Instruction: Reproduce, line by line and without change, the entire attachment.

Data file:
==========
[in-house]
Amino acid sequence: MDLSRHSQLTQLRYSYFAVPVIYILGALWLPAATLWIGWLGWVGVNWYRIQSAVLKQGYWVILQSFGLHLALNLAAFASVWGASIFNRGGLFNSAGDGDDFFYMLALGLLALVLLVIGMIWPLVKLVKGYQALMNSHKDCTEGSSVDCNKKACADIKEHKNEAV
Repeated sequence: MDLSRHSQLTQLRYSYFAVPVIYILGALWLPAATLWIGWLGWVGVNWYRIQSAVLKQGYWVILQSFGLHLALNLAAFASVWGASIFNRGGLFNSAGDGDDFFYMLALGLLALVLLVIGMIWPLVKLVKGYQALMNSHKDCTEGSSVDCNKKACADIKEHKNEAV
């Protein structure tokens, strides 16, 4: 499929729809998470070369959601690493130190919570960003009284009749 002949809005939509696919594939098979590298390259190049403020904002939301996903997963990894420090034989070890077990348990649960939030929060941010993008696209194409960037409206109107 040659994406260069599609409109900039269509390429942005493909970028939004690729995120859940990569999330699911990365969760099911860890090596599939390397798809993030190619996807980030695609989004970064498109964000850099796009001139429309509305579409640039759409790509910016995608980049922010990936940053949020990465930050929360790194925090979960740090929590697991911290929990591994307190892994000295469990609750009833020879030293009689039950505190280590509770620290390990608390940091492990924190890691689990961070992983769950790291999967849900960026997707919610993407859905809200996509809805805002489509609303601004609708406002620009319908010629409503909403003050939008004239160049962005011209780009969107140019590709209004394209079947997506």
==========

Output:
[in-house]
Amino acid sequence: MDLSRHSQLTQLRYSYFAVPVIYILGALWLPAATLWIGWLGWVGVNWYRIQSAVLKQGYWVILQSFGLHLALNLAAFASVWGASIFNRGGLFNSAGDGDDFFYMLALGLLALVLLVIGMIWPLVKLVKGYQALMNSHKDCTEGSSVDCNKKACADIKEHKNEAV
Repeated sequence: MDLSRHSQLTQLRYSYFAVPVIYILGALWLPAATLWIGWLGWVGVNWYRIQSAVLKQGYWVILQSFGLHLALNLAAFASVWGASIFNRGGLFNSAGDGDDFFYMLALGLLALVLLVIGMIWPLVKLVKGYQALMNSHKDCTEGSSVDCNKKACADIKEHKNEAV
């Protein structure tokens, strides 16, 4: 499929729809998470070369959601690493130190919570960003009284009749 002949809005939509696919594939098979590298390259190049403020904002939301996903997963990894420090034989070890077990348990649960939030929060941010993008696209194409960037409206109107 040659994406260069599609409109900039269509390429942005493909970028939004690729995120859940990569999330699911990365969760099911860890090596599939390397798809993030190619996807980030695609989004970064498109964000850099796009001139429309509305579409640039759409790509910016995608980049922010990936940053949020990465930050929360790194925090979960740090929590697991911290929990591994307190892994000295469990609750009833020879030293009689039950505190280590509770620290390990608390940091492990924190890691689990961070992983769950790291999967849900960026997707919610993407859905809200996509809805805002489509609303601004609708406002620009319908010629409503909403003050939008004239160049962005011209780009969107140019590709209004394209079947997506």